Octopath Traveler 2's High-Octane Prison Break Is an Absolute Must-Play
Frigit Isle lies a four days journey off the coast of the mainland to the east. The only residents are those who either run or are confined in a prison on the Isle. In its entire history, no one has escaped. After serving five years of a lifetime sentence, Osvald hatches a plan to be the first. In the early hours of Octopath Traveler II, Square Enix's ensemble JRPG launching February 24, players will learn the opening tale of eight protagonists. Osvald’s stands out as the highlight for its inventive story that entices the player to stage a prison break and become a free man.
When I was in middle school, I visited my brother in San Francisco. While in the city, I would look out over the bay and see Alcatraz Island, home of the infamous prison. We took a boat over and explored the now-empty cells and halls of what has gone down in history as an inescapable prison. In its nearly 30 years of operation, only three prisoners escaped — though they may not have survived the process.
Now, I’m not saying I know exactly how those prisoners went about escaping after playing Osvald’s opening chapter in Octopath Traveler II, but the adrenaline-pumping events of Frigit Isle feel heavily inspired by the mythos of Alcatraz.
Imprisoned for a crime he claims not to have committed, Osvald lived his life as a scholar but now has turned gruff. The guards on Frigit Isle have literally muzzled him, stripping him of all freedom including the ability to speak.
Octopath Traveler II breaks Osvald’s plan to escape into three subtasks: find an accomplice, get a change of clothes, and figure out a way out of the prison. As in the first Octopath Traveler, these tasks can be accomplished by utilizing Osvald’s unique Path Action, or actions in this case. (Octopath Traveler II gives each protagonist two skills to work with.)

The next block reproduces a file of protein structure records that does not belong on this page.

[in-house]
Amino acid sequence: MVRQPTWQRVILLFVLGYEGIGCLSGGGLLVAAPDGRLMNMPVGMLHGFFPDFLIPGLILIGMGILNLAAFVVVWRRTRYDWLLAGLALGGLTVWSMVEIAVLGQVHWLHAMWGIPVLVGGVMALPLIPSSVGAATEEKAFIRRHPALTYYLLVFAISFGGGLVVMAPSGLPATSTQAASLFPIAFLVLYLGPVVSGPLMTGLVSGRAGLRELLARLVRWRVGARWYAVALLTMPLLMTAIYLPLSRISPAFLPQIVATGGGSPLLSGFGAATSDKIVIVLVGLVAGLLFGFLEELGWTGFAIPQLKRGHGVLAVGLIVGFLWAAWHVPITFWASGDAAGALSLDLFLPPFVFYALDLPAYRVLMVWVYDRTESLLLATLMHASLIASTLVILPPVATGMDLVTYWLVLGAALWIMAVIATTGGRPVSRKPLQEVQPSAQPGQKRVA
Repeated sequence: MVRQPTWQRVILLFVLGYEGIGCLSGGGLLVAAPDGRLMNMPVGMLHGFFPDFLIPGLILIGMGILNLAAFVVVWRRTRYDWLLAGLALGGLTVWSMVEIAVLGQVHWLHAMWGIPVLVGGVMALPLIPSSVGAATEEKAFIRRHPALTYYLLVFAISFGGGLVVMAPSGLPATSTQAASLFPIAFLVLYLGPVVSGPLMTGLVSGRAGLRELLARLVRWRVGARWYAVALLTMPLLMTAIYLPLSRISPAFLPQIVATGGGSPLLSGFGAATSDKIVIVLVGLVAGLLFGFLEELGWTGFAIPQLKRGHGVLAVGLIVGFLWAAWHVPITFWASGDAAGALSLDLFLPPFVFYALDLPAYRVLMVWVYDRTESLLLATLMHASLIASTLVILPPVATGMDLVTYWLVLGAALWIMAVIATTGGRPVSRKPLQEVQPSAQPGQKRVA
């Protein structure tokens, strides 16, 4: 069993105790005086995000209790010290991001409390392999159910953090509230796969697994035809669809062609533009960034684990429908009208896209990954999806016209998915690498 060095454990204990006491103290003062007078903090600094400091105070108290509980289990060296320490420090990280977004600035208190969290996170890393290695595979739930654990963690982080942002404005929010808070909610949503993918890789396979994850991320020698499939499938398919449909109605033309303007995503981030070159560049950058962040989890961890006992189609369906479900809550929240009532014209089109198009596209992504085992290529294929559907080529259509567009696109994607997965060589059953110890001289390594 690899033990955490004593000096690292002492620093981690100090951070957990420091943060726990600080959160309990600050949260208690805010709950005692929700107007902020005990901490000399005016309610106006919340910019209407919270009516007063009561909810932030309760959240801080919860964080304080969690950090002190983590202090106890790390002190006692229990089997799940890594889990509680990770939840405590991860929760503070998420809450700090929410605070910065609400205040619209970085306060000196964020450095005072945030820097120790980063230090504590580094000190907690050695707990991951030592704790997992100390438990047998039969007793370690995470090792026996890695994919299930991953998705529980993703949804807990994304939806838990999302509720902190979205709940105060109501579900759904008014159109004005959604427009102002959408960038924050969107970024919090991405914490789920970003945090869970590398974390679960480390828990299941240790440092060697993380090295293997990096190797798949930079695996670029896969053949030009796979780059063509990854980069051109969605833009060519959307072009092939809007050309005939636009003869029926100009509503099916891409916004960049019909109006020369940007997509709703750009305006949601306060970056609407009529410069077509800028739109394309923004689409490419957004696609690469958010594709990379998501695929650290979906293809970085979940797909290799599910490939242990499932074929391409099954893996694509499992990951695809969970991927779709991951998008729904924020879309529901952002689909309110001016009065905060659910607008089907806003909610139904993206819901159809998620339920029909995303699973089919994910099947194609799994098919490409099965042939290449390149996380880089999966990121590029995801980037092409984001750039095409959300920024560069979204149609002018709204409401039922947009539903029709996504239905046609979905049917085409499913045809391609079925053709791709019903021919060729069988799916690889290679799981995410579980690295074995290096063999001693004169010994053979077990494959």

For Osvald, these actions are Scrutinize and Mug. Scrutinize lets you read into a person, gleaning information they might not willingly share, while Mug is pretty self-explanatory. Both are needed to escape Frigit Isle and characterize Osvald as a man on a mission who is equally capable of using brains and brawn.
The game lets you use Path Actions on numerous NPCs throughout the world, and rewards you with secrets. Not all of these are in the form of treasure chests or hidden items, sometimes they come in the form of unexpectedly deep world-building and character work.
I found myself using Scrutinize on every person possible in Frigit Isle, guards and prisoners alike. Prisoners will reveal the crime they are in for and how long they are sentenced. You can find serial arsonists who have a sentence multiple times the length of the average human life. You can also find political dissenters who have been locked up in order to be silenced and forgotten.
Guards reveal their inner thoughts, such as a high-ranking guard who has an anger issue that has led to multiple inmates losing their lives on his watch — all of which were categorized as accidental. One guard started the job in hopes of accomplishing rehabilitation for inmates but now gets off on inflicting pain as often as he can.
All of this is accomplished in short optional text entries, but effectively paints a portrait of a state that uses its power to silence its enemies and that encourages the penal system based on punishment. As far as games engaging with the idea of justice, this is pretty complex.
Over the course of the roughly hour and a half that this introductory chapter occurs you get to go through the beats of any good escape story. Planning, execution, and waiting for something to inevitably go wrong.
This is only the opening of Osvald’s story, but the density of mechanical and narrative excitement packed into the short experiences is enough to keep me interested in pursuing his story, and he is just one of eight that players will get to dive into.